London – The long-term future of the United Kingdom’s electric car industry, which has benefited from considerable Japanese investment, is facing uncertainty under new trading arrangements being proposed by the European Union, according to a body representing auto manufacturers.
Even if a trade deal is agreed to by January, Japanese companies based in Britain may face 10% tariffs on exports of electric cars into the economic bloc, according to authoritative reports of the negotiations.
Industry representatives and analysts have warned this could make the country a less attractive investment destination for Japanese firms and ensure the EU becomes the main home to the electric car industry.
Britain is in a transition phase with the EU until January, so exports from U.K.-based Japanese firms into the bloc are still tariff-free. It is hoped a new deal will be in place by the start of the year.
That new agreement will see rules of origin to ensure goods that come from either the U.K. or the EU have sufficient “local” content to benefit from zero tariffs in the free trade area.
Brussels is reportedly proposing that from January 2021 until 2027 at least 55% of the value of electric cars exported from the U.K. into the EU must have been locally sourced. If not, then a tariff of 10% would be placed on the vehicle.
Besides, the European Union is also planning on insisting that by 2027 all battery packs in cars must originate from the U.K. or the EU, reports say.
When assessing the local content level in a car, the battery often constitutes between 35% and 45% of its overall value.
According to trade experts, it would be tough for any manufacturer to meet the local content requirements under these rules. It has long been argued that both Britain and Europe lack a homegrown supply of components and materials for electric vehicles.
For example, Toyota, which makes the hybrid Corolla, and Nissan, which makes the all-electric Leaf, use technology from Japan and other parts of Asia.
AutoTechInsight, a business intelligence platform from IHS Markit Ltd., noted the Nissan Leaf had a “significant dependency” on parts sourced from Japan and other Asian countries. And the Toyota Corolla has battery components imported from Japan.
The Society of Motor Manufacturers and Traders in the United Kingdom recently estimated a 10% tariff would add £2,000 ($2,590) to the average cost of a British-built electric car.
The trade body warned that such a move would make the U.K. “less attractive” to investors and “hamper the country’s ambition to be a leader in zero-emission vehicle development and production.”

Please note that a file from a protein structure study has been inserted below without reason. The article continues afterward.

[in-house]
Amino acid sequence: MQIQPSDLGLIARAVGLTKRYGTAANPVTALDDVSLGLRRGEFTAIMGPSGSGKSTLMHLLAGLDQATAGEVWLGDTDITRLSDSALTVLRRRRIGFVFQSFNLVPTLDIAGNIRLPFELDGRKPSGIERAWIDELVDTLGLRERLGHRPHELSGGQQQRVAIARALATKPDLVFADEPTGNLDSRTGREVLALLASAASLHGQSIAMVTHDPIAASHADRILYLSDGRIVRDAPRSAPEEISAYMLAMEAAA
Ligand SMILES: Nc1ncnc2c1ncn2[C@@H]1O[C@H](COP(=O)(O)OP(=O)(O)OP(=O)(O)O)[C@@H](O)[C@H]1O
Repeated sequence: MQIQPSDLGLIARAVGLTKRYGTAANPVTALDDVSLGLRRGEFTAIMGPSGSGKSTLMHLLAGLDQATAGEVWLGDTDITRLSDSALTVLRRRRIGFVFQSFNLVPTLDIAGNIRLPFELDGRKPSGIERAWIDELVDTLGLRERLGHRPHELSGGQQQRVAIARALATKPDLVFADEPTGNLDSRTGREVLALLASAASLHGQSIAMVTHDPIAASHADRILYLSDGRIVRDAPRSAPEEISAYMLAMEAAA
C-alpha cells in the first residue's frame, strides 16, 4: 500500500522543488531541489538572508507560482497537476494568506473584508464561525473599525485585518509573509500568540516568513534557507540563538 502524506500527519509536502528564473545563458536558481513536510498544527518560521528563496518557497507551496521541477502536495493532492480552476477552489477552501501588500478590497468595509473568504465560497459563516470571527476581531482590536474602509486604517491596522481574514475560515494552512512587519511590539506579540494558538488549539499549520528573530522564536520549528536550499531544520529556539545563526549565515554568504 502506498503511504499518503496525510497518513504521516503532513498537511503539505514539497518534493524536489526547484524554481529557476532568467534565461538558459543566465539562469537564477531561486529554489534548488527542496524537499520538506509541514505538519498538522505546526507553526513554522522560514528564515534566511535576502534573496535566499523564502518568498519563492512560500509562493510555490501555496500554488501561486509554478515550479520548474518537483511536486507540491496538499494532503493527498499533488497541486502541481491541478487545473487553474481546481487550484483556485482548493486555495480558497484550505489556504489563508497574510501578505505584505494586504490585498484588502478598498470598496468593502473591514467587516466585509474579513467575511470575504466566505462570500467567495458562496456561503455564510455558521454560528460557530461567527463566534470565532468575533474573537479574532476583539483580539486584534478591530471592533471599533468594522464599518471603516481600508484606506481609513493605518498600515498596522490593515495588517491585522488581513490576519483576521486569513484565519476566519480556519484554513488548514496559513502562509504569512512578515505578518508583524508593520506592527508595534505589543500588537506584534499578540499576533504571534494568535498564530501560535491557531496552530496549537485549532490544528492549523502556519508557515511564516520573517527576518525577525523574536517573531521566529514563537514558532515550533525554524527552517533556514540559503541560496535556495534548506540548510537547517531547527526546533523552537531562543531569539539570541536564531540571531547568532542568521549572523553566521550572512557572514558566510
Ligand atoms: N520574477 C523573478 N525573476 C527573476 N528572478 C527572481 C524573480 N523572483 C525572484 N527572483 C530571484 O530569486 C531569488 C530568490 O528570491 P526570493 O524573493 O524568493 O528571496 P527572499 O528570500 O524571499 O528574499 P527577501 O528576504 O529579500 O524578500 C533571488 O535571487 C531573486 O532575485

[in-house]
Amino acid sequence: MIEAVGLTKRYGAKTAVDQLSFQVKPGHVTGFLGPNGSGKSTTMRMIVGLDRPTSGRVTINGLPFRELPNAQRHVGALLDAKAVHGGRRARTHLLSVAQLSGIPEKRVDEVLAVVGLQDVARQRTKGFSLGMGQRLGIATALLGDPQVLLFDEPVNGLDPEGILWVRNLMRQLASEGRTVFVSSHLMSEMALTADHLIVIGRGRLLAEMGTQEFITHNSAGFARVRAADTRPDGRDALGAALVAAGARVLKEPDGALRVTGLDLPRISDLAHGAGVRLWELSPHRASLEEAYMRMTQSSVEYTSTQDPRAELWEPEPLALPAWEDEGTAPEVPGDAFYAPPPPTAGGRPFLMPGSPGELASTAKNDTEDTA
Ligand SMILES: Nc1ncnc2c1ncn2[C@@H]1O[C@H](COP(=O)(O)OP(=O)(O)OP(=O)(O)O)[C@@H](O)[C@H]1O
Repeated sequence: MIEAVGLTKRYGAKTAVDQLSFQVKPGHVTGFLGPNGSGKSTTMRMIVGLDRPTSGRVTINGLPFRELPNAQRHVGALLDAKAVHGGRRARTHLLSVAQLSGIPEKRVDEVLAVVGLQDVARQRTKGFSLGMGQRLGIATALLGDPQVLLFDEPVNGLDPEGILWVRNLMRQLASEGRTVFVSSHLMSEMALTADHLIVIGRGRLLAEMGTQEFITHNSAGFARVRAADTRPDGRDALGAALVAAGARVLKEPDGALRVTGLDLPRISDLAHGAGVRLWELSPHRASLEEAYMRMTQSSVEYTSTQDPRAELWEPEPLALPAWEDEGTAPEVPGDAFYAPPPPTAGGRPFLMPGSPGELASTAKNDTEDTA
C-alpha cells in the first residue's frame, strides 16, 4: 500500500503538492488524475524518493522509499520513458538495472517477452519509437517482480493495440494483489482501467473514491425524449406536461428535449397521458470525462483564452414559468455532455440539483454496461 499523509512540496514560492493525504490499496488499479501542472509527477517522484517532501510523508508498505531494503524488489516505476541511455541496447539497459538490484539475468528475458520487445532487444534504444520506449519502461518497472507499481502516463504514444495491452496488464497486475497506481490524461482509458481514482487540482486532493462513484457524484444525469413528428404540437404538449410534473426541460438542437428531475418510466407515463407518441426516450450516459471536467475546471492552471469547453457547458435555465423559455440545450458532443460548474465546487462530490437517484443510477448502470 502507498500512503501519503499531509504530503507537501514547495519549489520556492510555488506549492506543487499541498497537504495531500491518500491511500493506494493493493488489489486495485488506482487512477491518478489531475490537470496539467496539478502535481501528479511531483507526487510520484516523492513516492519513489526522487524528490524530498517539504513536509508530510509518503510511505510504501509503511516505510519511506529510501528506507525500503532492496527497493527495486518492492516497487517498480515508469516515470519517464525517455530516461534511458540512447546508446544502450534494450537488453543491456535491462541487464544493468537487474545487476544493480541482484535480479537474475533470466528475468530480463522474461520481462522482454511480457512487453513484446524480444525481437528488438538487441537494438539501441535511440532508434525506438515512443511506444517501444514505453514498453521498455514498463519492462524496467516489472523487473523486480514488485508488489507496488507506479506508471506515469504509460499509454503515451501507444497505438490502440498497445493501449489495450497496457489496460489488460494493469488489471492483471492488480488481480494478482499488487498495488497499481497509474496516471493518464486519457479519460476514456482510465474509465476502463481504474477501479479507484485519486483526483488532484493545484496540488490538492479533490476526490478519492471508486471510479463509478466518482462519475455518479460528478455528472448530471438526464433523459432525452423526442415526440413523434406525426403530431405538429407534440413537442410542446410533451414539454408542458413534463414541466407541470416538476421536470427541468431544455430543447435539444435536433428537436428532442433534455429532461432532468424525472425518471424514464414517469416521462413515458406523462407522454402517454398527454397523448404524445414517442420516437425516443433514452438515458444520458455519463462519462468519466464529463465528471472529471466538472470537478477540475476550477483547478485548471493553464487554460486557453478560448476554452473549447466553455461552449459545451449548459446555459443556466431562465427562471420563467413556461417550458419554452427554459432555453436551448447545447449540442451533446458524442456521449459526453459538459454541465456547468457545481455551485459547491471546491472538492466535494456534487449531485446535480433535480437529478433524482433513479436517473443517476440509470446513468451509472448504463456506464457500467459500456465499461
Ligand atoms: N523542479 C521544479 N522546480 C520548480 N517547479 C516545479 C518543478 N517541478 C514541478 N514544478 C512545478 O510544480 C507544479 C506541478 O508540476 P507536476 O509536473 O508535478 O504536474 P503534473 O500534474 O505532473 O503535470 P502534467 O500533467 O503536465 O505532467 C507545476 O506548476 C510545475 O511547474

David Leggett, an automotive analyst at GlobalData, a data and analytics firm, said that a 10% tariff would make life “difficult” for Japanese firms whose margins are already slim.
“The carmaker would be forced to either pass on the tariff penalty to the final customer or absorb it,” he said. “In practice, it may not be quite as bleak. For example, the United Kingdom government could look at ways to compensate the manufacturers and therefore protect their competitive position.
“However, tariffs on EU trade would be a blow and would force manufacturers to review sourcing strategies — perhaps making more within the European Union customs union area.”
On the EU’s proposals, Sam Lowe, a trade expert at the Centre for European Reform, wrote, “the proposed rules of origin suggest the (European) Commission spies an opportunity to use the trade agreement to further its ambitions of ‘strategic autonomy,’ and cajole European industry into hastily developing an on-shore domestic battery industry.”
According to reports, London is pushing to initially lower the “local” content for the U.K. and EU to 30% for electric cars and 25% for batteries. The U.K. also tried to get Japanese inputs classed as “British” — to get around the rules of origin requirements — but this appears to have been rejected.
Anna Jerzewska, a trade and customs expert, said she thinks the proposals from both sides are effectively “lines in the sand” before further negotiations. “Both sides will have to make some compromises, but it’s difficult to tell at this point.”
She said it is possible the EU may be more flexible on a limited number of car parts but will be keen to protect its own electric vehicle supply chain.
Toyota declined to comment, and Nissan failed to respond to an inquiry. Auto manufacturers have long argued that tariffs will seriously challenge their business model. There are reports the two companies may seek compensation from the government if tariffs are imposed.
Britain formally left the European Union in January, and negotiators are currently trying to hammer out the details of a new trading arrangement that needs to be in place by the start of 2021.
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